INDIANAPOLIS (AP) - USA Gymnastics has parted ways with senior vice president Rhonda Faehn, who has come under fire recently from victims of a former national team doctor now serving decades in prison for abusing athletes.
The organization announced in a statement Friday that Faehn “is no longer with USA Gymnastics.”
Faehn, a former US national team member in the 1980s who later won three titles as head coach at the University of Florida, joined USA Gymnastics in 2015 and oversaw the women’s elite program. Shortly after taking over she was alerted to potential abuse concerns about Larry Nassar, a longtime team physician. Faehn passed along the concerns to then USA Gymnastics president Steve Penny.
The organization then conducted an internal investigation before removing Nassar and going to federal authorities. USA Gymnastics did not alert Michigan State, where Nassar was a faculty member, or a club in Michigan affiliated with Nassar.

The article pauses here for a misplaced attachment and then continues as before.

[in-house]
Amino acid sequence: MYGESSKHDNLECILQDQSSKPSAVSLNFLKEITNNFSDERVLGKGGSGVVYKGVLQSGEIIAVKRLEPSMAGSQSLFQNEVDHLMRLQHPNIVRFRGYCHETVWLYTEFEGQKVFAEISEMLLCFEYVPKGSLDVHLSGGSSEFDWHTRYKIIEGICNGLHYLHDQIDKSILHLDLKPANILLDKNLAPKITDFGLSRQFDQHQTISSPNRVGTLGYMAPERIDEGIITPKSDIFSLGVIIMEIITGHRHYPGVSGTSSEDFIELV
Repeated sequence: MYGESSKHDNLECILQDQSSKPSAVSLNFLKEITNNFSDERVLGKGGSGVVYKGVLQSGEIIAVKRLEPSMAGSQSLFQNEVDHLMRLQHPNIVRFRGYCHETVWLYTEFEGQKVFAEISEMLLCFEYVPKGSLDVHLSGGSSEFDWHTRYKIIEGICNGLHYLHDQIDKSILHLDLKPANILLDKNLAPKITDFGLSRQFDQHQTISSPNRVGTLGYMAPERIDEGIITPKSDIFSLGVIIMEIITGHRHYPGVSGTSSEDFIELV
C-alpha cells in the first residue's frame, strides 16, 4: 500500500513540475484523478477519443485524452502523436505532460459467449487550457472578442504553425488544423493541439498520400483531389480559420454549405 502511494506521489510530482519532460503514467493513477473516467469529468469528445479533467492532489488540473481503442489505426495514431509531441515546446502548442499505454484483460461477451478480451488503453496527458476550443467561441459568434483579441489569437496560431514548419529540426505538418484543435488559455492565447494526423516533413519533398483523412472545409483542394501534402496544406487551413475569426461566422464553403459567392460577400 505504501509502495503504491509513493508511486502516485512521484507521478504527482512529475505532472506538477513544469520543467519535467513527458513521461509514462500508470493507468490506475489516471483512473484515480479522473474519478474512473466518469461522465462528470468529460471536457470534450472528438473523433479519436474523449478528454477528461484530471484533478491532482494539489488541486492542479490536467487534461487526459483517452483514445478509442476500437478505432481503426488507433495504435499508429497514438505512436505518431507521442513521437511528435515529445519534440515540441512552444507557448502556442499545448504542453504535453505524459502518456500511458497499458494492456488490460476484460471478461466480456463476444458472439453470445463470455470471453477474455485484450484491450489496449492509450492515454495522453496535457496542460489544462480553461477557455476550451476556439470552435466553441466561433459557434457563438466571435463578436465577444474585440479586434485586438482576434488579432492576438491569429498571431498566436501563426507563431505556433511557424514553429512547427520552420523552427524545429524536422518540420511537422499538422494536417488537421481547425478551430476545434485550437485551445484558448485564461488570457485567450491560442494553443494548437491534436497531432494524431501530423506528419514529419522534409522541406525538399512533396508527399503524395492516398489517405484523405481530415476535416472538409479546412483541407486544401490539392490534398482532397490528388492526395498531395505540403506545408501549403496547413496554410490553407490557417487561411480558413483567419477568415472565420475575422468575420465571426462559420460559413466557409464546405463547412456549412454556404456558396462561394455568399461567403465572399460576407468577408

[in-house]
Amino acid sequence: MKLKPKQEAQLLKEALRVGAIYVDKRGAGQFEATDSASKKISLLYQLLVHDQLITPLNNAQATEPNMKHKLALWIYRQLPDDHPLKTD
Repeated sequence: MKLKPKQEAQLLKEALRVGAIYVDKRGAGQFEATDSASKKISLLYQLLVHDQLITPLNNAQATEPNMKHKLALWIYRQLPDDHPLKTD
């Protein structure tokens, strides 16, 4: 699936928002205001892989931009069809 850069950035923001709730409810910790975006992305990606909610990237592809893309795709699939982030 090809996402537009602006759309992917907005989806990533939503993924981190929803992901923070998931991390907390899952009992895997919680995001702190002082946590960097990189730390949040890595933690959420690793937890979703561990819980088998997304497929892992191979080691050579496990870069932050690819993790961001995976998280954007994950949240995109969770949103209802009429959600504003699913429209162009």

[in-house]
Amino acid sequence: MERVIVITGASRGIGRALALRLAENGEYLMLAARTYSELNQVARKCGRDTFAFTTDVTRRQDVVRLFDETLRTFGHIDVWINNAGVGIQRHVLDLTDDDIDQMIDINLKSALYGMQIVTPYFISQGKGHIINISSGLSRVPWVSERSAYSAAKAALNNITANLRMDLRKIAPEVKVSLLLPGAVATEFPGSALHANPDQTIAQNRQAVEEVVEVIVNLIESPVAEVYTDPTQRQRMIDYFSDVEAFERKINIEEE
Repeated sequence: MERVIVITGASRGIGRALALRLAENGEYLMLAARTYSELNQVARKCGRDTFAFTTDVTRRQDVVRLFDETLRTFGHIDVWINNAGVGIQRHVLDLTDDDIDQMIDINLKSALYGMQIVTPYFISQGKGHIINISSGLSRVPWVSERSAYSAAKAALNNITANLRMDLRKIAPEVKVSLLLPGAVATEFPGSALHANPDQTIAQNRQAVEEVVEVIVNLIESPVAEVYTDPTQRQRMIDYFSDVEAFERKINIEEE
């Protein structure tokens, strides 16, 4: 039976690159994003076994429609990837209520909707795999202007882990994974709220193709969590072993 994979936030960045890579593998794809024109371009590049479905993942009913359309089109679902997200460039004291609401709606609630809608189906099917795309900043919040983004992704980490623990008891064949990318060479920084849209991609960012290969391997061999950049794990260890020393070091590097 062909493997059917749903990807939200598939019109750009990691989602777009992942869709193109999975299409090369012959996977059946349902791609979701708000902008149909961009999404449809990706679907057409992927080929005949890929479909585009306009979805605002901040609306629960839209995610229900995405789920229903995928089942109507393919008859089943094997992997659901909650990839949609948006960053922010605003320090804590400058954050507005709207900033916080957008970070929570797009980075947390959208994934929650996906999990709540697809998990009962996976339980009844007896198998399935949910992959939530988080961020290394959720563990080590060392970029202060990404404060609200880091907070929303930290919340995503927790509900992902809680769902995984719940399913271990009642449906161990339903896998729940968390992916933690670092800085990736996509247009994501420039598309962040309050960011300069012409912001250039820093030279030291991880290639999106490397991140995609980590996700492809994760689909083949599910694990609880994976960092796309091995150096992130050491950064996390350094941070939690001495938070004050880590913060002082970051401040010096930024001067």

Nassar, 54, pleaded guilty to molesting women and girls under the guise of treatment and was caught with child pornography. He is serving three prison sentences that will likely keep him locked up for life.
Michigan State reached a $500 million settlement this week with hundreds of Nassar’s victims. While USA Gymnastics has been hit with multiple lawsuits from victims, Faehn has not been personally named in any of them unlike Penny and longtime national team coordinator Martha Karolyi.
USA Gymnastics has undergone a significant overhaul in the aftermath of Nassar’s behavior. Kerry Perry took over as president last December and the entire board of directors was removed at the request of the United States Olympic Committee.
Aly Raisman, a six-time Olympic medalist, raised concerns recently about Faehn’s role in the matter. Raisman said she wasn’t sure why Faehn did not go to authorities herself.
In a statement, Perry did not elaborate on Faehn’s departure and instead focused on trying to move the embattled organization forward.
“We recognize that change can be difficult, but we will not be deterred from making necessary and bold decisions to transform our organization,” Perry said in a statement. “At USA Gymnastics, we are focused every day on creating a highly empowered culture that puts our athletes first.
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